Before I had an advocate, I was never warned by hospital staff or ACS that anything I said to ACS would be used against me. I was never advised that I didn’t have to tell ACS anything. Parents should have a right to know that. When arrested, people are told their rights. I wasn’t in handcuffs but losing your child is just as bad – and the threat of losing Miles was real.

My parent advocate was amazing. Prior to the Child Safety Conference (CSC) meeting, she listened and educated me on what was to come.

Afterward, my parent advocate reminded me that I am a good mom and an awesome person. It was nice to hear that from someone who saw my love for Miles — especially since other people were portraying me as a terrible parent.

With everything looking terrible, I relied heavily on faith. I’m Buddhist. We chant to tap into our innate Buddha nature and reveal the Buddha in others. My husband and I chanted every day. It relaxed us and gave me strength to not curse anyone out.


My son was in the hospital for three weeks. He had a broken leg and had to get a feeding tube because the doctors couldn’t get him to eat.

I’d been telling his doctor for weeks that I struggled to get him to eat. He was small and fragile. He could have been hurt very easily by anything.

Despite the doctors having the very same issues I had, the interrogation continued. While I was visiting Miles, the abuse doctor came into our room and said, “We have to get down to what really happenedto your baby.” I smiled, told her she would have to speak to my parent advocate and talked about the power of Buddhism. She left looking confused.


My mother passed away April 4. We had to go to court three days later.

Going to family court feels like you are a hated criminal marching to the guillotine. You’re ashamed and your mistakes are made public.

In the courthouse, I noticed a separation when you enter. Lawyers, judges, clerks and ACS staff walk in on one side. A LOT of white people were entering on that side.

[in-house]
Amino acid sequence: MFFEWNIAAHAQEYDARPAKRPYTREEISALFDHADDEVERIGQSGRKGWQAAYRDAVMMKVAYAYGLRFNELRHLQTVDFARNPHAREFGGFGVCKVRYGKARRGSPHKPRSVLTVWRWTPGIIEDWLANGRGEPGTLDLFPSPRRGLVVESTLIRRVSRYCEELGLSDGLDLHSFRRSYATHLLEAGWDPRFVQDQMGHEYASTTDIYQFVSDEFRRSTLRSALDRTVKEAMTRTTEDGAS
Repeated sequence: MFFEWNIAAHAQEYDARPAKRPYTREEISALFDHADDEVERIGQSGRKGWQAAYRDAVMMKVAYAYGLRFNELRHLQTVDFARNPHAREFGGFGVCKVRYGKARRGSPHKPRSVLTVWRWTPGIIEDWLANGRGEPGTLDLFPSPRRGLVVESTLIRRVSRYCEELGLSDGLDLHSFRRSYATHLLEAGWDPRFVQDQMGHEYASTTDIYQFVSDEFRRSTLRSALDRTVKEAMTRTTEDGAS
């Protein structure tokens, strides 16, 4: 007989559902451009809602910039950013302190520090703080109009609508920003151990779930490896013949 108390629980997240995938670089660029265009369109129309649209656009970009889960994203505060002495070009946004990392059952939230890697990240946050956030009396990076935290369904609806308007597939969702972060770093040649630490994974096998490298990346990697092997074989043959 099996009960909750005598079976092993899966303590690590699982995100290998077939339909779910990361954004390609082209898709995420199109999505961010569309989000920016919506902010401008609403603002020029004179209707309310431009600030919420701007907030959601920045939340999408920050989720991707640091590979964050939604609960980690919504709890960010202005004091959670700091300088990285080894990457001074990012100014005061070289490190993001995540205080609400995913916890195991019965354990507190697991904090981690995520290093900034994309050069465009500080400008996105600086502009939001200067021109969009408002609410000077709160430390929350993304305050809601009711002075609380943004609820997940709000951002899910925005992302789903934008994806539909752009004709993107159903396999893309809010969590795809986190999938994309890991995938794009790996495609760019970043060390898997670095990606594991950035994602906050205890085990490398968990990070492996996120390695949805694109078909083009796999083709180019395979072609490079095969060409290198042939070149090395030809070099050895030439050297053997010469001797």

The other side is for the general public. It had so many Black and brown faces.

You could even see a difference between the Black and brown faces that walked in each entrance – differences in their facial expressions and the way they dressed and were groomed. Why were only a certain type of people going in and out of the court doors? I realized not only was racism a factor in all of this, but classism, as well.

In court, ACS pushed to remove our son and for a judgment of abuse. I had to testify for days while mourning my mom. I was questioned about the way I held my baby. In a flash, I went from being a caring mother to a child abuser.

My lawyers advised me not to show anger, but how can any mother sit back while someone tries to take their child? I just lost my mother — I was not going to lose my kid.

The ACS lawyer even mentioned that I needed anger management. Was I not supposed to be angry? Society has this unspoken rule, if you’re a Black woman, you can never be angry. If you’re white and angry, you are having a bad day or are going through something. If I, as a Black woman, get angry, I must just be angry at heart.

My lawyer explained that I didn’t need anger management.


On the fourth and last day of the trial, another lawyer filled in for my son’s lawyer. She told the judge I was a very engaged mother and that their lawyers wanted to settle.